I remember I was talking to Julian [Shrago] at Beachwood, and he mentioned that using some simple sugar in the kettle and preparing the yeast for a very simple sugar component of your fermentables would result in less hop creep. … Beers that had dextrose added versus those that didn’t seem to have less of a perpetual attenuation issue. So, I thought that was interesting, and I did look it up, and I found some white paper that had some of that information. So, pretty much anything that we do that gets dry hopped does get a small charge of dextrose in the kettle.


And then also, we dry hop pretty much every beer with a very small amount of hops when we’re about 1° Plato from terminal gravity, and that’s when we’re at a stage where we can go ahead and pull yeast out. So we’ll harvest, and then we’ll hit it with—typically it’s Cryo hops—but it’ll be a pretty small charge, like 11 pounds in 15 [barrels]. And I feel like we’re getting the enzyme in there through those hops at a place where the fermentation is winding down, just as a strategy when we’re getting to the end of fermentation.

When we add our large hop charge, when we’re fully attenuated—or at least where we expect to be at that point—we’re not really seeing a whole lot more movement. If we’re going in at 1°P before terminal with that first charge, and we’re trying for West Coast’s 2.5°P finish (1.010), we usually get pretty darn close to it, and we don’t see continued attenuation at that point. As a strategy, it’s been working very well, and it’s kept our tank times very tight.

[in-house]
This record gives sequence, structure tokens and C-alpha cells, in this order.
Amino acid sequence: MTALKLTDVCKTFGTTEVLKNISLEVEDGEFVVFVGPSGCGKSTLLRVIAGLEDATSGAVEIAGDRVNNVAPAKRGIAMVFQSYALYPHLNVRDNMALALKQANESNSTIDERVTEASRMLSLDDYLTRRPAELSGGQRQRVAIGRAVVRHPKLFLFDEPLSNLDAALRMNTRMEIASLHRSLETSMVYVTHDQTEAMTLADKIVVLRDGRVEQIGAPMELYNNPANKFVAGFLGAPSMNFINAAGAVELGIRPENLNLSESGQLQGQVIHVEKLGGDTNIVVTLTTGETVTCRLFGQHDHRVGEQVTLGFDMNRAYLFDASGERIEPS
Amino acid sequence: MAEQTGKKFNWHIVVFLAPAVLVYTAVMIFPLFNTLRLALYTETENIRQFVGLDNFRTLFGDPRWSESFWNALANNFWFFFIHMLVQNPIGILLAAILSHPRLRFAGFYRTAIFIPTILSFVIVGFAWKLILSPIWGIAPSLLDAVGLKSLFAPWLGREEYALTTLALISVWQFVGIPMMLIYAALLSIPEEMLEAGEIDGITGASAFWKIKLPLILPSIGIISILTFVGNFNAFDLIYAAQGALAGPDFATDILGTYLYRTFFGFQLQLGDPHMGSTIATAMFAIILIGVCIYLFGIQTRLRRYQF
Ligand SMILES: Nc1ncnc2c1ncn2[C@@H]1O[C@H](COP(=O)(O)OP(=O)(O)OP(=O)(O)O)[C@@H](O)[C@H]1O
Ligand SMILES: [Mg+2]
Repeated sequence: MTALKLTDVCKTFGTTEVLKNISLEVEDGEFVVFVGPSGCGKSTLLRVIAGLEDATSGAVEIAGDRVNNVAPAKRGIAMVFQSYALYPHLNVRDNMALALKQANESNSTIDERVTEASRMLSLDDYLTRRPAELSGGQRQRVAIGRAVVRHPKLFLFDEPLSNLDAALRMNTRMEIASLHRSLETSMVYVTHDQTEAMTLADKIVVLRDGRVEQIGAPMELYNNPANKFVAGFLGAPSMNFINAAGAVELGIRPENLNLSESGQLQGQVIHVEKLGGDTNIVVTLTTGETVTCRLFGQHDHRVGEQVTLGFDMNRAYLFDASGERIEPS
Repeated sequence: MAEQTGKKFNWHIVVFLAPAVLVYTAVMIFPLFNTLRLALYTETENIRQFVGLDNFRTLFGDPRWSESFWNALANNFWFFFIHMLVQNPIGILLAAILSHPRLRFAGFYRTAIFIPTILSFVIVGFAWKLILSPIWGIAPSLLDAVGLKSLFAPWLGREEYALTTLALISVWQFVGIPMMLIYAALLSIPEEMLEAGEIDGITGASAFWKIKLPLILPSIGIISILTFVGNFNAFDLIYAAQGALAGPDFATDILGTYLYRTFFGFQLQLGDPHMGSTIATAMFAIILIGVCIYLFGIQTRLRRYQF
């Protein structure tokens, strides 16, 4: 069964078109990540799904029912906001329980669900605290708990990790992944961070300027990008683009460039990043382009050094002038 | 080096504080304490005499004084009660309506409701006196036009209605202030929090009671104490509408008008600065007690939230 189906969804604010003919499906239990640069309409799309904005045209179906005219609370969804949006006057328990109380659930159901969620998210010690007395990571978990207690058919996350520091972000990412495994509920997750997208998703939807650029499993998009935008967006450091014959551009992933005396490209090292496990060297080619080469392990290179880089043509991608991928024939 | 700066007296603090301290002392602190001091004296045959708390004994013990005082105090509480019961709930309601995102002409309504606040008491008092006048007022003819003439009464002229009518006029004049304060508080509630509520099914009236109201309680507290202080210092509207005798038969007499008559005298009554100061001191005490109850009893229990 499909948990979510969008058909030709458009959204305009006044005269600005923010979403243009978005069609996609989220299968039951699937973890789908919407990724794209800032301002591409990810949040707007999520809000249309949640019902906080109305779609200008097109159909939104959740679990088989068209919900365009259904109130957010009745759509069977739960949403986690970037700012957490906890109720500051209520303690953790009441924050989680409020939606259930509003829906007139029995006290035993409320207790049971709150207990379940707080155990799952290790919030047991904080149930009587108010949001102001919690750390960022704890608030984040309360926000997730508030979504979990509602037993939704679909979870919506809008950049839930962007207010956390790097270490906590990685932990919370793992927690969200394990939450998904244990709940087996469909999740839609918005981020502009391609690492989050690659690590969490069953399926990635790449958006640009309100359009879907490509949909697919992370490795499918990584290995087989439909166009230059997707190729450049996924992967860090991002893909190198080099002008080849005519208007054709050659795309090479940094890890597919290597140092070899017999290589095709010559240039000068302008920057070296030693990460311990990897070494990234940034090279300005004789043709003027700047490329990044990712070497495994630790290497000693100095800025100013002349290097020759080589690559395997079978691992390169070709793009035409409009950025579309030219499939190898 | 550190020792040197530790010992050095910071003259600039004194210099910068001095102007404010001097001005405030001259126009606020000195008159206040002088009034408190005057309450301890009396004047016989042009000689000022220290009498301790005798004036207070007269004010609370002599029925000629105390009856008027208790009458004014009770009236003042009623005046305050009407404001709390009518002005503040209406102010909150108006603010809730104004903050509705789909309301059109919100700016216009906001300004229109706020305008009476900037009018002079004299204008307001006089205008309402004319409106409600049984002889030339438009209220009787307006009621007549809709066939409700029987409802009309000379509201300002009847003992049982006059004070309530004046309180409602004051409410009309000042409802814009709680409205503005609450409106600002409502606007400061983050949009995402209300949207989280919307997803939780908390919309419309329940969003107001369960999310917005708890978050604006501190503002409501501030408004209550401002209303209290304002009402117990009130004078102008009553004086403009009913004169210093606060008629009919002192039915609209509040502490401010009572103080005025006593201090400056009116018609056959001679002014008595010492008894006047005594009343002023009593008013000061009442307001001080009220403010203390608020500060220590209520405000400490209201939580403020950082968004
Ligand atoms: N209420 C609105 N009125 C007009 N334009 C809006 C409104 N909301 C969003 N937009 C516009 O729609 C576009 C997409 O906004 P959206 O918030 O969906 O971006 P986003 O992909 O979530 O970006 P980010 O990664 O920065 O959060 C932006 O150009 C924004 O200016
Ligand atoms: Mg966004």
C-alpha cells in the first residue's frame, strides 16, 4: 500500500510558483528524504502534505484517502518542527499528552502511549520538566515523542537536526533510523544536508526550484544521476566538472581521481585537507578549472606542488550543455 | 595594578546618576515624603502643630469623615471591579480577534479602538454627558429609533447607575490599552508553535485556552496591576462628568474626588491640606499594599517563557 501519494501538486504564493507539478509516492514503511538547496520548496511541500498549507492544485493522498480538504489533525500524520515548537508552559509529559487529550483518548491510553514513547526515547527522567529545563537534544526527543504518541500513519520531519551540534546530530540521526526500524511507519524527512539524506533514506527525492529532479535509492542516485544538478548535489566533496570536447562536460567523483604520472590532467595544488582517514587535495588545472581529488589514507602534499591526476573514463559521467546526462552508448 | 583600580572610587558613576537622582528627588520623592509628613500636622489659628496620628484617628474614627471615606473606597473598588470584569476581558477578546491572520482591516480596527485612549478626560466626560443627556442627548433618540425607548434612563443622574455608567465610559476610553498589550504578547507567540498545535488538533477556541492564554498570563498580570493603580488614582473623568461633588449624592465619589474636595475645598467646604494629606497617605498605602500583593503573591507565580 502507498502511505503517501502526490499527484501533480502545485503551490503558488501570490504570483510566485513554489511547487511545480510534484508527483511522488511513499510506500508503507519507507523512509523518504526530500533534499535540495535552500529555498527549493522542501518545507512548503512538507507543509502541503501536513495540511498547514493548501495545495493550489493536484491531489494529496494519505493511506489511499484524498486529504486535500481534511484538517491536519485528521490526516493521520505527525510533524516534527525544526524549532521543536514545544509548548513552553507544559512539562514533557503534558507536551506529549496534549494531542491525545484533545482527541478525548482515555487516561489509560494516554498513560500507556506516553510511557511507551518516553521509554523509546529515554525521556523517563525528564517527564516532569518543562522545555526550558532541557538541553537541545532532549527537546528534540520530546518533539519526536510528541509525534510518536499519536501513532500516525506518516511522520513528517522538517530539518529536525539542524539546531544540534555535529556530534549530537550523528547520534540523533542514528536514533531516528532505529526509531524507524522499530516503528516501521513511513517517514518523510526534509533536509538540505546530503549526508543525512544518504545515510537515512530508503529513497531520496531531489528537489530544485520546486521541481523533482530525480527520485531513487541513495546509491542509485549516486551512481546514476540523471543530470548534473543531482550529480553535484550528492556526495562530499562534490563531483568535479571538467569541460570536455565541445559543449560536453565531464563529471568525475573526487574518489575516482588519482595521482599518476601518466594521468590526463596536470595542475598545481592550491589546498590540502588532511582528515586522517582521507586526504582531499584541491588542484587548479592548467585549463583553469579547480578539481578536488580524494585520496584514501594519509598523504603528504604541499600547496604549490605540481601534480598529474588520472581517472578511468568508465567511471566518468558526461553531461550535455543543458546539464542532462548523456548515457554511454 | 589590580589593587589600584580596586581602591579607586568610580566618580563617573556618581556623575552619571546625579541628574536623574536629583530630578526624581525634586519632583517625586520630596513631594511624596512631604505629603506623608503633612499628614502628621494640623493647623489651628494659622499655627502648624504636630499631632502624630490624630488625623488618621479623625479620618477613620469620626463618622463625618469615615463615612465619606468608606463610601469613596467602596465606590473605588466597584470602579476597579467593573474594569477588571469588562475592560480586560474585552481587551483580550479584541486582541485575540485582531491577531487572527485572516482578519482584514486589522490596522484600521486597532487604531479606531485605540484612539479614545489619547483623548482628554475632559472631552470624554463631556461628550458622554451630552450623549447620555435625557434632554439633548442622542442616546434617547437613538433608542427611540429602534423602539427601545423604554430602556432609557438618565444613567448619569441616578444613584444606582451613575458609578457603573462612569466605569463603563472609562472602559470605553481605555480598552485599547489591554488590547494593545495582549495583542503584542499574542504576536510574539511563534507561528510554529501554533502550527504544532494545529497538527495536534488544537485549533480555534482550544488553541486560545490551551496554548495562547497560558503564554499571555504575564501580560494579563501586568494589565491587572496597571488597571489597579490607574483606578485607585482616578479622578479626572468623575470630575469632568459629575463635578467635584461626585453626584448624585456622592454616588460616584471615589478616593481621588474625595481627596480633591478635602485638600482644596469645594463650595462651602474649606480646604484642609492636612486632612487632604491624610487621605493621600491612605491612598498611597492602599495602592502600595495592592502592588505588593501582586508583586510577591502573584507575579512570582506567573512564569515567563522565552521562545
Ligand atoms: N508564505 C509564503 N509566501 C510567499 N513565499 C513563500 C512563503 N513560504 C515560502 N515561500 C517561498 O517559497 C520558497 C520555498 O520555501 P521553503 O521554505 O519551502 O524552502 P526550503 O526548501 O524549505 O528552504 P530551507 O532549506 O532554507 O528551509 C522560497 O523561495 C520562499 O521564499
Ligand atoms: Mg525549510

Q: What do you guys do to maximize hop aroma in your beers? Are there any particular high-performing hop varietals that you prefer or processes that you use to max that? Or protect aroma shelf life?

Price: I think the easiest answer here is dissolved-oxygen levels in finished beer. I think the secret component to this entire thing is minimizing DO as much as you can. So you work as hard as you can work to overthink every aspect of your process in order to get that number as low as possible. Throw out whatever industry-wide number is considered to be the standard—that’s garbage. Just continue to get that number as low as humanly possible, and you will see the aromatics in your beer last.


One funny thing to note on this, as we’ve gone down this tunnel. There were aromatics that we didn’t want to keep that were lasting, the better we got with this. So we had to get better at our fermentation profile as well. Because sulfur dioxide, as an example, is one of the first things to get thrown out of the beer whenever you have a little bit more oxygen in that beer. So, I think that is hands down the number one thing that I would throw out there.

And then from there, it’s going to be variety-specific. We’ve all seen the survivables diagram from YCH. … I think it’s important to look at information out there.

Like for me, you see that Centennial is the largest on this chart, right? And I think that hop is garbage. I think that what is staying in your beer isn’t something that I want in my beer. Wonderful that Centennial has more survivables—it has more survivables of shit. It’s one of those hops I pick out in somebody’s beer, and I’m like, “You put Centennial in this, didn’t you?” And they’re always very proud, like, “Yeah, I did!” And I’m like, “Okay.” And I just keep my mouth shut because it’s my dumb opinion. It doesn’t matter that they like it and I don’t like it. I’m not going to give unsolicited advice in that area. But yeah, that’s my rant.

We edited this conversation for clarity and length.

Jamie Bogner is the Cofounder and Editorial Director of Craft Beer & Brewing Magazine®. Email him at [email protected].